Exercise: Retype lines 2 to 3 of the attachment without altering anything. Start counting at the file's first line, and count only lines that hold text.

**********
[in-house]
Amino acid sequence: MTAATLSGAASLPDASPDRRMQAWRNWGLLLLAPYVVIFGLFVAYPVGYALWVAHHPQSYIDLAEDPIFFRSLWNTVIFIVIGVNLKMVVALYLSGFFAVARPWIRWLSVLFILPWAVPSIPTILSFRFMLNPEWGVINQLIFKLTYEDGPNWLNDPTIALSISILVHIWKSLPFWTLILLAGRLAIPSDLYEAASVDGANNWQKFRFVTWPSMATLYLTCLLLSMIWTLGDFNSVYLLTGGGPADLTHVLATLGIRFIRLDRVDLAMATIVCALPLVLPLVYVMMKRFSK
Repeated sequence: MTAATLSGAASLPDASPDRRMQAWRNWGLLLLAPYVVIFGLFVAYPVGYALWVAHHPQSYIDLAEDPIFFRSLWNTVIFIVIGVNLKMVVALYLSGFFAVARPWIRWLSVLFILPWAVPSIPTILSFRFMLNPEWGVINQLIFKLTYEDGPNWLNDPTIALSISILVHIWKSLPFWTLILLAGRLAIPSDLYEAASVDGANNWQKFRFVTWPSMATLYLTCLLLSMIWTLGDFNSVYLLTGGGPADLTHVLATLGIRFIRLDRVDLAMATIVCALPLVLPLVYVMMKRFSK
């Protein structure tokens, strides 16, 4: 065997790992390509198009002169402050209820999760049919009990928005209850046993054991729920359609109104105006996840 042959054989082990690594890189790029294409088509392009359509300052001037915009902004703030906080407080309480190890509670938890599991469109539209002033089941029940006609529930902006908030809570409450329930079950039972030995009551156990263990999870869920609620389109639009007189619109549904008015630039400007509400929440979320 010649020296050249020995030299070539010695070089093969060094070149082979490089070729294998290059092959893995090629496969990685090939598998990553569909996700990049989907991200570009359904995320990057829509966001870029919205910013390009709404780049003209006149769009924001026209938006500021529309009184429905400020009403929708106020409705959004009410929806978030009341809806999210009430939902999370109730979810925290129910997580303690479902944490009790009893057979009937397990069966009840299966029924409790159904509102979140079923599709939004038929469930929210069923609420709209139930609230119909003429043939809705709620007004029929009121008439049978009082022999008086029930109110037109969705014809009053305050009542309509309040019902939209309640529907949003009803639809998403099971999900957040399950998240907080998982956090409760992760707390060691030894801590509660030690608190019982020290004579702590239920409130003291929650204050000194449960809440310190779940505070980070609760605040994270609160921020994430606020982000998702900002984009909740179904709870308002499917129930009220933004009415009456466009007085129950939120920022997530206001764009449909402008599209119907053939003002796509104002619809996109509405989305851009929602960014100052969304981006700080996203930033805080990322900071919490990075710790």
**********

Amino acid sequence: MTAATLSGAASLPDASPDRRMQAWRNWGLLLLAPYVVIFGLFVAYPVGYALWVAHHPQSYIDLAEDPIFFRSLWNTVIFIVIGVNLKMVVALYLSGFFAVARPWIRWLSVLFILPWAVPSIPTILSFRFMLNPEWGVINQLIFKLTYEDGPNWLNDPTIALSISILVHIWKSLPFWTLILLAGRLAIPSDLYEAASVDGANNWQKFRFVTWPSMATLYLTCLLLSMIWTLGDFNSVYLLTGGGPADLTHVLATLGIRFIRLDRVDLAMATIVCALPLVLPLVYVMMKRFSK
Repeated sequence: MTAATLSGAASLPDASPDRRMQAWRNWGLLLLAPYVVIFGLFVAYPVGYALWVAHHPQSYIDLAEDPIFFRSLWNTVIFIVIGVNLKMVVALYLSGFFAVARPWIRWLSVLFILPWAVPSIPTILSFRFMLNPEWGVINQLIFKLTYEDGPNWLNDPTIALSISILVHIWKSLPFWTLILLAGRLAIPSDLYEAASVDGANNWQKFRFVTWPSMATLYLTCLLLSMIWTLGDFNSVYLLTGGGPADLTHVLATLGIRFIRLDRVDLAMATIVCALPLVLPLVYVMMKRFSK